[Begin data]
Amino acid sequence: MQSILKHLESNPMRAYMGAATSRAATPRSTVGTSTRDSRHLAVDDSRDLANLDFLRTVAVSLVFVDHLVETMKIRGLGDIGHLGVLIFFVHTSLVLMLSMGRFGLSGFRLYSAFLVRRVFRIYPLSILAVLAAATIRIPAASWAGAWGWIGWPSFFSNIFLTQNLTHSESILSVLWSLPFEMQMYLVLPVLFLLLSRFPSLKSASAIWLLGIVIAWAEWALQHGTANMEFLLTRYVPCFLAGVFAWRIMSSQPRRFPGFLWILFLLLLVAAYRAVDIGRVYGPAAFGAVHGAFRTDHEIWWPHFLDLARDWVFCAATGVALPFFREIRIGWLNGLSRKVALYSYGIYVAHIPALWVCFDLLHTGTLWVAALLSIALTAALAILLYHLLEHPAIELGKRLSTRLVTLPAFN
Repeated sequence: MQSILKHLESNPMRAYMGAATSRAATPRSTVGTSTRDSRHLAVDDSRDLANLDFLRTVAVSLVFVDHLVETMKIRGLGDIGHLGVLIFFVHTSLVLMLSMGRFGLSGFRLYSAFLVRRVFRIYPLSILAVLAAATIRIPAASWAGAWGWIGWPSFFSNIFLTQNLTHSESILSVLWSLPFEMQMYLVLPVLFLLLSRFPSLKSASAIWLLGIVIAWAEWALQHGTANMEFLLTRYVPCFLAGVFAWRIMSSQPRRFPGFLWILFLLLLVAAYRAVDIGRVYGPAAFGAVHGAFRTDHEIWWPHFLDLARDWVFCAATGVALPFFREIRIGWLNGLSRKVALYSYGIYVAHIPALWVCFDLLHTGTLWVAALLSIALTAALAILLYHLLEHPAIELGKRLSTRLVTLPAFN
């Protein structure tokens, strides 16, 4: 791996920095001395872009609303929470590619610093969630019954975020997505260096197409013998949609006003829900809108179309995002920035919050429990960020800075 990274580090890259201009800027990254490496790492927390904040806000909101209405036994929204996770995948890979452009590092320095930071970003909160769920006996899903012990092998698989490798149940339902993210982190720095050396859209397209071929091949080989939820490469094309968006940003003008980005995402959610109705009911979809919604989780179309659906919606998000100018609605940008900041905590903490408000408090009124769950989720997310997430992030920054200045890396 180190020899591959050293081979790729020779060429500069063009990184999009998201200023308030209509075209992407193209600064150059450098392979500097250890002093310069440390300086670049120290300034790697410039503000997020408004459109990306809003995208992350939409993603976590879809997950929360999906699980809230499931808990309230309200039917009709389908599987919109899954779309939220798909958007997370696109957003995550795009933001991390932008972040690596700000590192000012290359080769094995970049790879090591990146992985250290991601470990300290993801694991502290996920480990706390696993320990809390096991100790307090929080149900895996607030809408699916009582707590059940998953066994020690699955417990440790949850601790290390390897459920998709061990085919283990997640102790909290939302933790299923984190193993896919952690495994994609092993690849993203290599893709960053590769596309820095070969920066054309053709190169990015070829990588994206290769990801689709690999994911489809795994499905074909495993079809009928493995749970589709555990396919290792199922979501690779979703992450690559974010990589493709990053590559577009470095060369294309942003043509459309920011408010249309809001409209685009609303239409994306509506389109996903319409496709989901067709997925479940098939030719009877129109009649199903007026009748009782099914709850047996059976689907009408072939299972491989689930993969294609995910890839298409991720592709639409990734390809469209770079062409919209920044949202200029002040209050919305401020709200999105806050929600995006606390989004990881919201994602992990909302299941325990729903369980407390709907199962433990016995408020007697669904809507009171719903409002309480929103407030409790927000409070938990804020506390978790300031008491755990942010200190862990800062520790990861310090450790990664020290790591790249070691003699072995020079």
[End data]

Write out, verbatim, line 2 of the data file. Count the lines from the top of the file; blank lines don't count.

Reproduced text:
Repeated sequence: MQSILKHLESNPMRAYMGAATSRAATPRSTVGTSTRDSRHLAVDDSRDLANLDFLRTVAVSLVFVDHLVETMKIRGLGDIGHLGVLIFFVHTSLVLMLSMGRFGLSGFRLYSAFLVRRVFRIYPLSILAVLAAATIRIPAASWAGAWGWIGWPSFFSNIFLTQNLTHSESILSVLWSLPFEMQMYLVLPVLFLLLSRFPSLKSASAIWLLGIVIAWAEWALQHGTANMEFLLTRYVPCFLAGVFAWRIMSSQPRRFPGFLWILFLLLLVAAYRAVDIGRVYGPAAFGAVHGAFRTDHEIWWPHFLDLARDWVFCAATGVALPFFREIRIGWLNGLSRKVALYSYGIYVAHIPALWVCFDLLHTGTLWVAALLSIALTAALAILLYHLLEHPAIELGKRLSTRLVTLPAFN